This is the biggest contest event of the year for me, and the SOAB CW category is generally regarded as the event that decides the Top Gun.
After the storm in the SSB weekend, I managed to get the SteppIRs pointed back where they belonged, although I didn't figure out how they managed to slip.
No new antennas except a makeshift 250-foot Beverage for receiving on 80 and 160.
No new equipment...still one radio (756 Pro III), one amp (AL1200).
Conditions were poor at the beginning, but I was doing OK. About 3 hours in, I noticed that the radio did not always go back to receive mode...sounded like a hung relay somewhere. Took time off and tried to diagnose it. Decided it was the T/R relay in the amp. Took apart the amp, inspected it all, resoldered a few connections, put it all back together, and it was OK for a few minutes, then the problem resurfaced.
Tried to jury-rig an external relay with the meager assortment of parts on hand, and managed to miswire it and kill the relay. Ultimately resorted to using a footswitch to key the amp for every transmission. It was not ideal, but it worked. But the lost time messing with the whole thing was disappointing. So much for a serious effort...although going in, I knew with one radio I really could not hope for a top-3 finish.
Felt pretty loud on the low bands, but the short Beverage was not useful, limiting my ability to hear.
Operated about 30 hours total, made 2800 QSOs.
Things I learned:
1. Icom radios have trouble keying AL1200s.
2. I was a bit disappointed at the high-band performance...I did not feel really loud on Saturday, especially on 15M. However, on Sunday, I played with the stack a bit, and found that the low antenna at 60 feet was >10dB better than either the top antenna or the stack. I went from a few people calling me to a huge pileup. Upon further modeling, it appears there is a big null in the pattern of the stack or top antenna alone at about 12-15 degrees takeoff. I sort of suspected this while planning the station, but now I've decided I will need a lower 15M beam to fill in those angles.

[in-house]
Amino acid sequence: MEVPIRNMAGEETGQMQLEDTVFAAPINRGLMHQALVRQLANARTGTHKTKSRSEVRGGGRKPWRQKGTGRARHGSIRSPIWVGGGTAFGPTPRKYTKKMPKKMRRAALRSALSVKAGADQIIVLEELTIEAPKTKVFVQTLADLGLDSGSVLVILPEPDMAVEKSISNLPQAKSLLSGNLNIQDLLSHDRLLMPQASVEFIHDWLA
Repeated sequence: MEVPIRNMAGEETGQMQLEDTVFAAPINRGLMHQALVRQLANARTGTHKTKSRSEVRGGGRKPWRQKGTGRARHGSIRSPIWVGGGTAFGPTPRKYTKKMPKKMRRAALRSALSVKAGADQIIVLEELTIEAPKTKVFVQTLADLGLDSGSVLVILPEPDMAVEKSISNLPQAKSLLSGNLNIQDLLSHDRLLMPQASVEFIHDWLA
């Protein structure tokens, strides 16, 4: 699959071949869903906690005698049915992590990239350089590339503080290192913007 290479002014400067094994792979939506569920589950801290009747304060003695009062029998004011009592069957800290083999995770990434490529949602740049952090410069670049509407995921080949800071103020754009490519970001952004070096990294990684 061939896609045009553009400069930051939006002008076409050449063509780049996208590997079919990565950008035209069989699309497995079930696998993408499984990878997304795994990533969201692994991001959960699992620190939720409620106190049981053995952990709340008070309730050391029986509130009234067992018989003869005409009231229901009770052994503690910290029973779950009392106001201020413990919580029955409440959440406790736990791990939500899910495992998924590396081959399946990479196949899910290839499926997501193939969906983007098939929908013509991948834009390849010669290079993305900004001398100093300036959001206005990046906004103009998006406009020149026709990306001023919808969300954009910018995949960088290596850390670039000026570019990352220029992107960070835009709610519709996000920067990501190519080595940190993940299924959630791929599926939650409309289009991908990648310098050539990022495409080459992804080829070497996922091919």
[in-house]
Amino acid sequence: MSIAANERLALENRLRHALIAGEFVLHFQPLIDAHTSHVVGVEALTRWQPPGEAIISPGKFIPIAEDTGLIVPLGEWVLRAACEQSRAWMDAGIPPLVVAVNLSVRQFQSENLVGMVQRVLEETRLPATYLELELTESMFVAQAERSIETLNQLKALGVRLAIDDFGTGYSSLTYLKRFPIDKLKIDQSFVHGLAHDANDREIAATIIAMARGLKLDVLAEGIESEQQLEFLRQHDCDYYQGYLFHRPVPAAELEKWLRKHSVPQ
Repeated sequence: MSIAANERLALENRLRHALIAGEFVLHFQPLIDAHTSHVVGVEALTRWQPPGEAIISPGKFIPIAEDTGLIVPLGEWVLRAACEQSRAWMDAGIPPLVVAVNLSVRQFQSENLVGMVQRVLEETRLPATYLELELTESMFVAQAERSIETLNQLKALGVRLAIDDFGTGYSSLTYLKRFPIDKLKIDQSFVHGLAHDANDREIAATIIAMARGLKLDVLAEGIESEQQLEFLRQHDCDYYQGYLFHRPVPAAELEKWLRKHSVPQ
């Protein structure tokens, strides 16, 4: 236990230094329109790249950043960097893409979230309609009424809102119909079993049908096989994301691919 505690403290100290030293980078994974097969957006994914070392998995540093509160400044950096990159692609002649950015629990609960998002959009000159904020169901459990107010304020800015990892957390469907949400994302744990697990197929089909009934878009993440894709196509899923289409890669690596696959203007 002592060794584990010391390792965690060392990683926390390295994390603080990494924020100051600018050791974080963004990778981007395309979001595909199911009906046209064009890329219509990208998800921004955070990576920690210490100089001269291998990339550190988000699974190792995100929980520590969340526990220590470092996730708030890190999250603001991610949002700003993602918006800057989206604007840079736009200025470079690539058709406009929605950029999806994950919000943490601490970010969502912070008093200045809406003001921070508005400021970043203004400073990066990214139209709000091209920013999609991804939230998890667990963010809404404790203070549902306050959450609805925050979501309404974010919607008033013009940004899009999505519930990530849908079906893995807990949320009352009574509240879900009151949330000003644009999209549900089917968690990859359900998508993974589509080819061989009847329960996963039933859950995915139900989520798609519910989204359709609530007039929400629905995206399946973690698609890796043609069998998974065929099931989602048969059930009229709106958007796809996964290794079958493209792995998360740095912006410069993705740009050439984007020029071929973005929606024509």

3. Single-radio contesting is definitely a problem for me. I had no idea what was happening on the other bands, and missed some openings.
4. Really need directional antennas for 80 and 160.
5. Two tough QSOs I recall. First was XU7MWA calling me on 40LP. Since I hadn't been very active in the weeks leading up to the contest, I did not know the callsign. When he called me, there was so much multpath echo on his signal (which was s9) it took many tries before I was sure I had the callsign correct. Second was my friend 9M6NA...it took several calls to get through to him on 20M near the end of the contest. Later, all the locals told me that the band just wasn't open very well from northern W1 to SEA, and a lot of people never got through.
Things to fix:
1. Bring up Radio 2 and Amp 2 (and all the required SO2R stuff). It will take a lot of time to figure out the antenna & radio switching, especially if I have the SteppIRs track the radio frequencies, since I will need to option of using either antenna (or both) on either radio.
2. Directional antennas for 80/160.
3. Install a lower 15M beam...I have one at my NH QTH that is not in use, and will move it to N1LI. 5 elements on a 30 foot boom ought to solve the 15M problem.
4. Figure out next spring why the SteppIRs slipped during the SSB contest.
5. Fix the ProIII-to-amplifier interface (and get the ProIII fixed).